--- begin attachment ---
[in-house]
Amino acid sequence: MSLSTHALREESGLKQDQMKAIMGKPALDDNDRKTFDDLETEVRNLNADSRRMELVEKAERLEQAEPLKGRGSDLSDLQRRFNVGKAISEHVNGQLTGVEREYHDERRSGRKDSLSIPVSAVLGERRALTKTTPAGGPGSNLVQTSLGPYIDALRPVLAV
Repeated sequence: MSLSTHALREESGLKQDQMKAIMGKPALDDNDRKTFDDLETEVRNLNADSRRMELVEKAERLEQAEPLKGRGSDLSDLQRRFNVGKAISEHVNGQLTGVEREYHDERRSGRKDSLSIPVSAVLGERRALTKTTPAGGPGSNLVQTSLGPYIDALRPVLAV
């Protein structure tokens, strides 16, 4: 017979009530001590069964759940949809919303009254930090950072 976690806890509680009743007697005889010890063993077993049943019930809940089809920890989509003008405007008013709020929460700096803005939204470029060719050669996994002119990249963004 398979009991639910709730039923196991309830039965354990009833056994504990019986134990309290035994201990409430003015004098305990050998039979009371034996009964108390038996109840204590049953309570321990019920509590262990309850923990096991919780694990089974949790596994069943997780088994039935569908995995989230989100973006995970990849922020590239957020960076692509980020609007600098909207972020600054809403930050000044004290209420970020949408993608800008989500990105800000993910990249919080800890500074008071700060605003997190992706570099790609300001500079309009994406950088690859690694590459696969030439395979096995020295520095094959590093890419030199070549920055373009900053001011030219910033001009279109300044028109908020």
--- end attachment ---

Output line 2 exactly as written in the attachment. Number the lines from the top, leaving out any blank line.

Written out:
Amino acid sequence: MSLSTHALREESGLKQDQMKAIMGKPALDDNDRKTFDDLETEVRNLNADSRRMELVEKAERLEQAEPLKGRGSDLSDLQRRFNVGKAISEHVNGQLTGVEREYHDERRSGRKDSLSIPVSAVLGERRALTKTTPAGGPGSNLVQTSLGPYIDALRPVLAV